My Uncle Pete, nearing 90, has not been feeling like himself lately. We don’t get to see him often as he and my Aunty Inez live in San Diego. This Thanksgiving I thought it would be nice to make Inez’s famous Filipino/Irish potato rolls, which she used to make at least once a week. This way, they would both be with us, at least while we chawed down on the buttery flakiness that is this splendid bread. If anyone wants the recipe, e-mail me! I share. They make something like four dozen rolls and, while somewhat time-consuming, you will not find a better friend to ham, or butter…or both.
Every weekend we visited Aunty, Uncle and the five cousins in Vallejo. My mom needed to haul my three brothers up there so they could get some male discipline from Uncle (she was a single parent during those years) and so she could take a break from working and yelling and lay down somewhere with an aspirin and a cold washcloth (or maybe go out on a date, I can’t remember). One male discipline example: if anyone mouthed off they would be kneeling on raw rice for a while. Not too long, just enough time to reorganize priorities. His daughter and I were usually on kitchen duty; we wouldn’t get punished anyway. My girl cousin made sure she dished out some potent misery by ostracizing me with her straight hair and blonde friends. But my four male cousins would take turns snapping us up in rollaway beds to play “Meet the Press”… which really meant spinning us around while trapped in the beds. Good times. I was lucky enough to have my Nana, who always let me talk her into taking the Greyhound bus to Vallejo. Back then it was clean and civilized and I always got a Betty & Veronica comic book for the ride. Funny thing is, we all got along really well, despite the ruckus. And Aunty and Uncle loved us unconditionally, despite the very serious lines that must not be crossed.
I try to remember all these things while living here with the in-laws. Sometimes it’s hard because, for instance, my house very often smells like a combination of onions, clams and rose neroli oil. And it’s tough to bake away your depression when you cannot get into your own kitchen. Then my head tries to pop itself off my shoulders!
So, I read. And here’s what I’ve read this past week:
Chomp, by Carl Hiaason. A teen book, but awfully funny for adults. This is a great gift for your light-reading teen. Hiaason brings Florida to your doorstep while inserting some important environmental lessons. He writes about what he knows and he knows a lot about the wilds of Florida, and all the lovable, cagey eccentrics living there. His kids are normal, smart and independent. I can barely look at photos of reptiles but I was fascinated by all the snake and alligator facts. Warning: there is an abusive adult in the book, so this is for age 12 and up.
The Secret Keeper, by Kate Morton. I really liked her other books, but you have to be patient with Kate. She’s not afraid to string you along, doling out tidbits of mystery like a cheap hostess at a cocktail party. She rewards you in the end, even if her revelations are not extraordinary; by the time you get to the end you’re swept up in the period and at least one or two of the characters. This time around it’s a 60 year-old-actress trying to solve the puzzle of her mom’s secret past. As a girl she witnessed her mother murder a stranger, but it was never spoken of again in her happy normal family. However, I do admire her for using an “older” protagonist who’s not romantically attached. And, if you’re looking for a serious escapist novel, this is a decent choice.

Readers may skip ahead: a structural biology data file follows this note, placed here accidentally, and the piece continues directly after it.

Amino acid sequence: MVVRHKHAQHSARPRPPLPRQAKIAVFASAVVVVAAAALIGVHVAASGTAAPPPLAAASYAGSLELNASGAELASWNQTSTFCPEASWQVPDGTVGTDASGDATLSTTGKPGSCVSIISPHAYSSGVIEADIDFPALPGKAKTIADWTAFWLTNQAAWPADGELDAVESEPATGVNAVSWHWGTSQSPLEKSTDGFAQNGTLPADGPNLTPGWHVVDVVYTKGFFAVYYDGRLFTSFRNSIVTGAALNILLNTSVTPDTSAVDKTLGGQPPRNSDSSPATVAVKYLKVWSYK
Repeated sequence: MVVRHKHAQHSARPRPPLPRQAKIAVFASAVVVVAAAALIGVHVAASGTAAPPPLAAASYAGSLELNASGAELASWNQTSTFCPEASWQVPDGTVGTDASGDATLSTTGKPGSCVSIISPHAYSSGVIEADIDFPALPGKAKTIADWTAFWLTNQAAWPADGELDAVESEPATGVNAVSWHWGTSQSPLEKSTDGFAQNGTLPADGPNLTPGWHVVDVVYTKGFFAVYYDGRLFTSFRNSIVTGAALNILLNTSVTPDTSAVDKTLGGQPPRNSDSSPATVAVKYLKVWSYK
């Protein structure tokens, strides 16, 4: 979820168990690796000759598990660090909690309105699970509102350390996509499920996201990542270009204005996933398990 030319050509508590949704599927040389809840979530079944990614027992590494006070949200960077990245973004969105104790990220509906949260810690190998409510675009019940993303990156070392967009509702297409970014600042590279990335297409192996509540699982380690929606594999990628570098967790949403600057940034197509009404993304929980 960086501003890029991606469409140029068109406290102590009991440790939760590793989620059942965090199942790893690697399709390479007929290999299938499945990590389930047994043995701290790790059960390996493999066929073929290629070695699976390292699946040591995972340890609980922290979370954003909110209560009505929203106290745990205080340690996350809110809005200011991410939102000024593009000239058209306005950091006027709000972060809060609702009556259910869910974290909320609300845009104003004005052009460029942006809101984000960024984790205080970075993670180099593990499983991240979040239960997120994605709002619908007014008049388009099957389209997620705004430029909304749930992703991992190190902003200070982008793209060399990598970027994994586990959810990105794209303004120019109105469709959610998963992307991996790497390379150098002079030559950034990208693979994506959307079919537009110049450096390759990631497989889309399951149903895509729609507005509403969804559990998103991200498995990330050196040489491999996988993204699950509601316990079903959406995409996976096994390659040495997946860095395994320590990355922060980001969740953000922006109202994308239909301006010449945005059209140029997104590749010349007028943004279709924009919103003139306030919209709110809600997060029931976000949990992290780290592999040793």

The Beautiful Mystery, by Louise Penny. I love her rock-solid Quebec-based Inspector Gamache and the town he seems to always be investigating; it has more quirkiness and convoluted murder plots than anything Inspector Morse could dish up. This latest entry brings you inside a remote monastery, where – surprise – a monk has been murdered. Not only does this upset the calm among the brethren (is it calm or is it sinister?) it ripples the waters of an already precarious relationship between Gamache and Beauvoir, his underling detective. Penny is a good writer – and I’m really fussy about mysteries – but this one was really sad. That said, I liked the monastery and monk life details and being inside the head of an addict, fiction though it is.
Sutton, by J. R. Moehringer. Written by the author of The Tender Bar, this is a great choice for the bio-loving friend who wants to dip his/her toe into fiction. Or the History Guy who knows too many facts about Prussia and wants to share. I haven’t even finished it yet and I love it. And I read biographies as often as I read computer manuals. Part gritty crime novel, part romance, it’s a fine period piece about a criminal and what his sole motivation might have been.